Just how far can the Aston Martin brand be stretched? A £1.5m powerboat should pro­vide the an­swer. We as­sess the AM37

VANTAGE - - Test Am37 Powerboat -

teak deck­ing beau­ti­fully – but what re­ally grabs my at­ten­tion is the ex­tra­or­di­nary wind­screen, which not only wraps around the cock­pit but whose bot­tom edge splays out­ward as it meets the deck, so that it ap­pears to be al­most float­ing above it. I’m told such a shape has never been achieved be­fore, and I sense it’s given the team re­spon­si­ble for the con­struc­tion of the boat some sleep­less nights along the way.

There’s a clean, min­i­mal­ist theme through­out. Clut­ter sim­ply isn’t tol­er­ated any­where; there’s no safety rail around the for­ward deck, for ex­am­ple, which also means there’s nowhere to tie the fend­ers when you come into dock. In­stead, they’re fixed in po­si­tion us­ing neat chrome pegs that click into ded­i­cated hold­ers along the side of the hull.

At the pointy end, rather than hav­ing an ugly an­chor and chain on con­stant dis­play, the an­chor is de­ployed us­ing a pivot arm that swings into po­si­tion re­motely from un­der a hid­den hatch within the nose of the hull. And rather than hav­ing a fab­ric cover with a mil­lion press-studs to seal the boat up when it rains, on the AM37 you sim­ply press a but­ton on the key fob and a car­bon­fi­bre lid slides out from un­der the rear deck, com­pletely seal­ing the cock­pit from the el­e­ments.

When the time comes for me to climb aboard, I be­gin to won­der if all this min­i­mal­ism has gone a bit too far, as there’s noth­ing to hang onto as you board the boat. A wob­ble now and you might find your­self over­board and very wet very quickly. Thank­fully I man­age to avoid any mishaps as I clam­ber onto the vast ex­panse of rear deck be­fore mak­ing my way down into the cock­pit via a cou­ple of teak steps that dis­ap­pear at the press of a but­ton to free up the bench seat­ing be­neath.

The cock­pit it­self is a cut above any other day­cruiser I’ve ex­pe­ri­enced. As a piece of de­sign, it’s ex­quis­ite, and ev­ery­thing you can see and touch is be­spoke to the AM37S: the unique dig­i­tal dash, the de­li­ciously trimmed seat-pods for both skip­per and as­sis­tant, the deeply dished steer­ing wheel, com­plete with milled alu­minium spokes and enam­elled Aston badge on the boss. The beau­ti­ful, leather-trimmed throt­tle con­trol pod is a vis­ual marvel in its own right. Fash­ioned from car­bon­fi­bre and in­cor­po­rat­ing con­trols for other me­chan­i­cal func­tions, in­clud­ing trim tabs and prop legs, it has been de­signed purely for this boat rather than be­ing the stan­dard Mer­cury unit that you might ex­pect to see.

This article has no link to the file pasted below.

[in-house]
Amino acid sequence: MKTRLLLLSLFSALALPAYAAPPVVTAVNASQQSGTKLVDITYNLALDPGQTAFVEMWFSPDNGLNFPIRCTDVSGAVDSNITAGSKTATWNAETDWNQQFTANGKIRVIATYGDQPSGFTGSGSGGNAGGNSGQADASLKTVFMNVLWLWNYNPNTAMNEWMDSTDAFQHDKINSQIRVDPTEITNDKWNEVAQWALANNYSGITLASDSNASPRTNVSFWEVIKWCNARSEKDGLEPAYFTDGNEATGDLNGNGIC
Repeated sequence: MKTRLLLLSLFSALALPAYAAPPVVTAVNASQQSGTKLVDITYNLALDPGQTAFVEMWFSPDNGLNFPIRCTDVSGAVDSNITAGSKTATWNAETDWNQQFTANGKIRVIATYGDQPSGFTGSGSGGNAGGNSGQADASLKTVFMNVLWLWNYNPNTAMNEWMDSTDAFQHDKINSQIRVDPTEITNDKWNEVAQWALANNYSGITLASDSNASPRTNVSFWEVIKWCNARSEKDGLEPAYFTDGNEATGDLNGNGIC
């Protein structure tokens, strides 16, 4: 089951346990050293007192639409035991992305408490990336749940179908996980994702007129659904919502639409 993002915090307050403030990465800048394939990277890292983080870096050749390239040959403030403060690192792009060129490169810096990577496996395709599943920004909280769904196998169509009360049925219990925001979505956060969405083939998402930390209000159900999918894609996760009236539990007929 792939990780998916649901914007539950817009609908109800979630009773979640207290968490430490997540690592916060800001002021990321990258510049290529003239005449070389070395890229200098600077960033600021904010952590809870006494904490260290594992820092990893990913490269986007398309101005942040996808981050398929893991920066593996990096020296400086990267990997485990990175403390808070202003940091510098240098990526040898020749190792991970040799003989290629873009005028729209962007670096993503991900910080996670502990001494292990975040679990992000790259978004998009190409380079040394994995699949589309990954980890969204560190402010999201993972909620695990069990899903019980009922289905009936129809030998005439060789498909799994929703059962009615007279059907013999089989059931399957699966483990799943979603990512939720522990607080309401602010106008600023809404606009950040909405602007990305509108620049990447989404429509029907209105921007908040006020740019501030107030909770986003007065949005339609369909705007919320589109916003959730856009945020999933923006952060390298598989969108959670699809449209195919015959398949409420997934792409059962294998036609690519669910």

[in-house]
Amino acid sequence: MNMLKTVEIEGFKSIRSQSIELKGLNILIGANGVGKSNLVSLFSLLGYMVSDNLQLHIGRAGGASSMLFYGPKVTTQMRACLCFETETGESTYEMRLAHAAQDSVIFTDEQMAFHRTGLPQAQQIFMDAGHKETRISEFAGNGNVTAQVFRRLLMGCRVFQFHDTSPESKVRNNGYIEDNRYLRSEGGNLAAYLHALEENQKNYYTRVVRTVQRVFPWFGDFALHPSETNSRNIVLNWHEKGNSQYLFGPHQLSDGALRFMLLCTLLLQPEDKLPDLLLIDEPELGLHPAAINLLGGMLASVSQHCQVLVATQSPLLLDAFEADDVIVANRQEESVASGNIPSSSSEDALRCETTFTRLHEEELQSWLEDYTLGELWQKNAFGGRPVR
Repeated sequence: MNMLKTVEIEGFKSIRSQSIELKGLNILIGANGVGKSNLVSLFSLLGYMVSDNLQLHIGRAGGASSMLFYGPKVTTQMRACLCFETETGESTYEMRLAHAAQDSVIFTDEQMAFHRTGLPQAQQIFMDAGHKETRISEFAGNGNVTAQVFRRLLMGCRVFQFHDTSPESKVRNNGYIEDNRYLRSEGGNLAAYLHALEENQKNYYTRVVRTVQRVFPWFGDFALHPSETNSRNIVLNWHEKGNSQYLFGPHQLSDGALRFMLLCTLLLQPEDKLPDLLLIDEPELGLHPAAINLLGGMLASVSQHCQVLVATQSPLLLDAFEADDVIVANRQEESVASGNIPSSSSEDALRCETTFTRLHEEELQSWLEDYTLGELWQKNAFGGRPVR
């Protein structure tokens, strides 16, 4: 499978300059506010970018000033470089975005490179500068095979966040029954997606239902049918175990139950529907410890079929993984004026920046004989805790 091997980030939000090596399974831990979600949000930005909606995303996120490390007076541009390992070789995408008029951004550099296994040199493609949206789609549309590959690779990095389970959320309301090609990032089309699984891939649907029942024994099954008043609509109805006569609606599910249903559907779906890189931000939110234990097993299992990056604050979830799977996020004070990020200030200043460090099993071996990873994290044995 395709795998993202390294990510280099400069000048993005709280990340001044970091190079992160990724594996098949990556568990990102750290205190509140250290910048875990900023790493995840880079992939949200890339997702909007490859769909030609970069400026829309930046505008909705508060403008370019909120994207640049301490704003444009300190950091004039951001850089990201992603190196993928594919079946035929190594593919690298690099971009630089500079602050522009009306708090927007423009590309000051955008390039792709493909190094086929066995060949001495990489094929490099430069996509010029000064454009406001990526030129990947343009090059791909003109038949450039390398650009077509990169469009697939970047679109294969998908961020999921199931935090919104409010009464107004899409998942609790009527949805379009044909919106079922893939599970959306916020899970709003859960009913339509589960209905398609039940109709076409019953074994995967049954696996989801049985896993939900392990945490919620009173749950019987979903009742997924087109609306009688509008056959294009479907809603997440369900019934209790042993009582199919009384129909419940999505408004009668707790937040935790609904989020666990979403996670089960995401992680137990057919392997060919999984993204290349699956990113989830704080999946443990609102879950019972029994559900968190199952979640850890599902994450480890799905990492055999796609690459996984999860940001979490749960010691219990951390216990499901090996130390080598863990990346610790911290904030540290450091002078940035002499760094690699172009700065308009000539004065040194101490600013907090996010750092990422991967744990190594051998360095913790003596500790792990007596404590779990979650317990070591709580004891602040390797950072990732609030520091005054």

Ac­cess to the cabin, lo­cated be­low the front deck, is via an elec­tri­cally pow­ered slid­ing door, lo­cated just to the left of the helm po­si­tion. It’s beau­ti­fully fin­ished in leather and rose­wood, and packed with good­ies, in­clud­ing 48in TV, es­presso ma­chine (which can be con­trolled via your mo­bile phone, ap­par­ently), fridge, mi­crowave and, tucked into one cor­ner, a mini wet-room, com­plete with toi­let, wash­basin and shower. The space is nicely bathed in light thanks to two nar­row sky­lights po­si­tioned di­rectly above the seat­ing area ei­ther side of the ta­ble, and, once night falls, clever LED light­ing hid­den away through­out the cabin takes over. Should you fancy stay­ing the night on board, all you have to do is lower the ta­ble, pop a foam insert on top and voila, there’s a de­cent-sized bed to snug­gle into. Try that in your One-77.

The crew are ready to start the sea trial and, be­ing a rea­son­ably ex­pe­ri­enced skip­per, I’ve been cleared to take the helm once we’re clear of the pon­toon. The V8s are started via two push­but­tons to the right of the dash and, even though we’re still at tick-over, I’m sur­prised by how quiet they are. That big ex­panse of deck be­hind me must do a great job of in­su­lat­ing the cock­pit from the mighty en­gines po­si­tioned inches be­neath. We’re soon clear of the pon­toon, keep­ing to the 3-knot har­bour limit by pow­er­ing the boat along with just one en­gine en­gaged.

As we round the cor­ner, the open sea be­yond is tempt­ing me to crack open the throt­tles but the speed limit ex­tends sev­eral hun­dred me­tres

Above and right Very few mo­tor­ing writ­ers also have ex­pe­ri­ence of ex­pen­sive mo­tor yachts, but for­tu­nately we know one who does… Harry Met­calfe takes the helm as the AM37S leaves the har­bour in Monaco. Be­low right: ex­quis­ite cock­pit de­tail­ing

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